In our society many people measure individual progress by steadily increasing wealth and the symbols of success. The bright and successful are envied and admired, the unintelligent and poor ignored and despised.
Society Favors the Smart
Starting from kindergarten and throughout the education process intelligence tests select the gifted for special preferences. High School SAT tests sift out the smart, who go to college and then enter the job market through a relentless selection process that chooses only the brainiest. The best-of-the-best win scholarships. The mediocre (driven by parents’ ambitions) pay hugely expensive tuitions. The wealthy, well-connected parents get their kids into the schools of their choice, irrespective of merit.
Brains ≠ Success
We soon get used to the idea that smarts + drive = success; pay-raises, promotions, perks and prestige. It becomes a sort of fascism: the smarter you are, the more you push, the more you achieve, the higher you rise, the wealthier you become.
But, it’s quickly evident that brains alone do not bring success; lots of high IQ people are not successful, at least in terms of becoming rich. To achieve financial success other characteristics come into play: diligence, drive and determination. And something else.
Sometimes it takes a propensity for pretense, the inclination to cut corners, take short cuts. The smarter a person is, the easier it is for them to tweak the truth.
Overstating is acceptable – after all, TV advertising does it all the time. One doesn't really believe all those claims – or does one? C’mon – sales people do it all the time.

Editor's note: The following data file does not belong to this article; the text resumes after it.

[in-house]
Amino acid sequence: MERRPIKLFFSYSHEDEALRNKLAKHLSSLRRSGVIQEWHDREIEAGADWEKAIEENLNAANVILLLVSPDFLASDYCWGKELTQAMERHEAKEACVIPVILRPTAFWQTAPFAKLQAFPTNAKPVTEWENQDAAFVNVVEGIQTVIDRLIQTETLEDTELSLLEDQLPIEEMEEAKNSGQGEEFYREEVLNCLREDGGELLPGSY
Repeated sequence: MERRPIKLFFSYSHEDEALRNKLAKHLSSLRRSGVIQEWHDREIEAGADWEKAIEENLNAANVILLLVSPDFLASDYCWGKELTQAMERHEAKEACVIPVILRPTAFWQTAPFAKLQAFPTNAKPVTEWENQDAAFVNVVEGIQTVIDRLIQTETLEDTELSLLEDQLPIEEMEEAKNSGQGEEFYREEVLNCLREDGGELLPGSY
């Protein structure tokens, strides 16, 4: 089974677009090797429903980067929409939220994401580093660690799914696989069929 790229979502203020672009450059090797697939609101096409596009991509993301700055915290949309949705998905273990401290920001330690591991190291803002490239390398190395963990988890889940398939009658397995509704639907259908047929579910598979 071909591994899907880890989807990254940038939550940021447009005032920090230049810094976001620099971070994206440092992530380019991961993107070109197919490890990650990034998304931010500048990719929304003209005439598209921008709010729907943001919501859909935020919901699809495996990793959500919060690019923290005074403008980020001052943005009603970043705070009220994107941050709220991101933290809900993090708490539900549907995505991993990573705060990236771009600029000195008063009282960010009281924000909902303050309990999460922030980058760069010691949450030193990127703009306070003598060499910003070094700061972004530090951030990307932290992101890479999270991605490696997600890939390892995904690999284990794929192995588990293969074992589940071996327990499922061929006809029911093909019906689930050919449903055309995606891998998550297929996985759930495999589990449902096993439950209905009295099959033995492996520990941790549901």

Few people are out and out cheats and liars – most drift into increasingly dubious behavior through insidious wealth addiction. Bluffing and amplification and become the norm. Many drift into tweaking results, expecting that they can explain away the discrepancy if and when their bluff is called. They fudge (stretch the truth), and then the fiddling turns to lying, which extends to cheating and stealing. This is “creeping criminality.”
Avoiding or Evading
Let's take taxes. If you have a lot of income, you pay a lot of taxes. It's interesting how people, who wouldn't dream of ever doing anything crooked, will happily fiddle their taxes. The same lifestyle junkies, who spend recklessly on cars and boats and trips to Bermuda, try hard to either not think about, or find ways to avoid paying taxes.
There are lots of people who worry about the tax deductions they may be losing by not following a "tax strategy". They spend a lot on tax advice that leads them to buy time-share condos in out of the way places and make complicated investments in offshore partnerships, all to save on their taxes. As I listen to friends outlining their complicated strategies, I start to wonder how much income they must be making to go through such trouble. And, I wonder too how much time and money they must be spending to save how much money. And how much fudging?
Anyone is capable of cultivating creeping criminality. It grows and tends to become addictive.